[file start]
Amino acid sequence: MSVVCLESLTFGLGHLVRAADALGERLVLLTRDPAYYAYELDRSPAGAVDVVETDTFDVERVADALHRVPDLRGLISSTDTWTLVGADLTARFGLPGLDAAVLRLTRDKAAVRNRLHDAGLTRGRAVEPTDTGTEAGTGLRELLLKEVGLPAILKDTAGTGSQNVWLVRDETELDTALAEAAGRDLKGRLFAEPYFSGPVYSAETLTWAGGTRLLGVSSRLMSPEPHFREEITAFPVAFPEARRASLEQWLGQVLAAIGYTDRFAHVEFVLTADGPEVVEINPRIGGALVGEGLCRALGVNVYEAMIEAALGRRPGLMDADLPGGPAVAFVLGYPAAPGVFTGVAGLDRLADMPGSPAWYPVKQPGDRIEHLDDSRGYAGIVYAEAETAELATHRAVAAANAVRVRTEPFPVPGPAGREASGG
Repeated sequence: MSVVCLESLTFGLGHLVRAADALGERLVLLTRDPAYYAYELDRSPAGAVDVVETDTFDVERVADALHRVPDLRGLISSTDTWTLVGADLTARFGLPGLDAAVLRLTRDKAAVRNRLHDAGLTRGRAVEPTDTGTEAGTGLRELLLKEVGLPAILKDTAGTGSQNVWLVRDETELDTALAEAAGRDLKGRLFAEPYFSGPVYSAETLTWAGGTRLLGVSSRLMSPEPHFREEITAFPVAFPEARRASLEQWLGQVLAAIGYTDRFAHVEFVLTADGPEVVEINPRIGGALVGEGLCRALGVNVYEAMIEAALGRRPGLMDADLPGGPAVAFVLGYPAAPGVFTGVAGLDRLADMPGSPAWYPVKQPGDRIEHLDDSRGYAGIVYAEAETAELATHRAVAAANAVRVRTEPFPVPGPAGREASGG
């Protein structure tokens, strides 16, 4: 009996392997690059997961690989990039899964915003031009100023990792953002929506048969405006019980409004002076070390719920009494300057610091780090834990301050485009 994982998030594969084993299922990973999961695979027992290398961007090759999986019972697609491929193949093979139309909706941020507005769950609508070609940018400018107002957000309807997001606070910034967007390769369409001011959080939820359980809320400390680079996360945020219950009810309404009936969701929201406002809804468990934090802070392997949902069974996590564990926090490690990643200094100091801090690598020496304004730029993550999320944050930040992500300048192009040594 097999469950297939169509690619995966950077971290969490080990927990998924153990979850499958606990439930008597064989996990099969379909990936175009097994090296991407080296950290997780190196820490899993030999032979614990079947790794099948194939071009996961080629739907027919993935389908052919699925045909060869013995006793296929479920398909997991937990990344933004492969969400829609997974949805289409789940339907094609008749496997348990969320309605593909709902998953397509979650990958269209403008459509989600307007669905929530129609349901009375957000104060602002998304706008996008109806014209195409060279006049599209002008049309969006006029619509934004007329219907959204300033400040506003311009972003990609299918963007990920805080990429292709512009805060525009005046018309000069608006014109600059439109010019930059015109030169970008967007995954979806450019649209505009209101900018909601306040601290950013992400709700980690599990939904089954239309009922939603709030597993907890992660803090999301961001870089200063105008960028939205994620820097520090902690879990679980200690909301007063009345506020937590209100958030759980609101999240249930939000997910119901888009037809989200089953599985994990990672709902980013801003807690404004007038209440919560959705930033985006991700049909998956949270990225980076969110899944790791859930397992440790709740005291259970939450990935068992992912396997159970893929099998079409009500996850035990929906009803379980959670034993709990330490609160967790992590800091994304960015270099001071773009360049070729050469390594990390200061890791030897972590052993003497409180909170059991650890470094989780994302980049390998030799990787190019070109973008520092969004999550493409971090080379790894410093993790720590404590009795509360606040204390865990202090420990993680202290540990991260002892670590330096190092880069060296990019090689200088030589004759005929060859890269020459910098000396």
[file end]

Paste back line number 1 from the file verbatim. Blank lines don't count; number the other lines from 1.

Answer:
Amino acid sequence: MSVVCLESLTFGLGHLVRAADALGERLVLLTRDPAYYAYELDRSPAGAVDVVETDTFDVERVADALHRVPDLRGLISSTDTWTLVGADLTARFGLPGLDAAVLRLTRDKAAVRNRLHDAGLTRGRAVEPTDTGTEAGTGLRELLLKEVGLPAILKDTAGTGSQNVWLVRDETELDTALAEAAGRDLKGRLFAEPYFSGPVYSAETLTWAGGTRLLGVSSRLMSPEPHFREEITAFPVAFPEARRASLEQWLGQVLAAIGYTDRFAHVEFVLTADGPEVVEINPRIGGALVGEGLCRALGVNVYEAMIEAALGRRPGLMDADLPGGPAVAFVLGYPAAPGVFTGVAGLDRLADMPGSPAWYPVKQPGDRIEHLDDSRGYAGIVYAEAETAELATHRAVAAANAVRVRTEPFPVPGPAGREASGG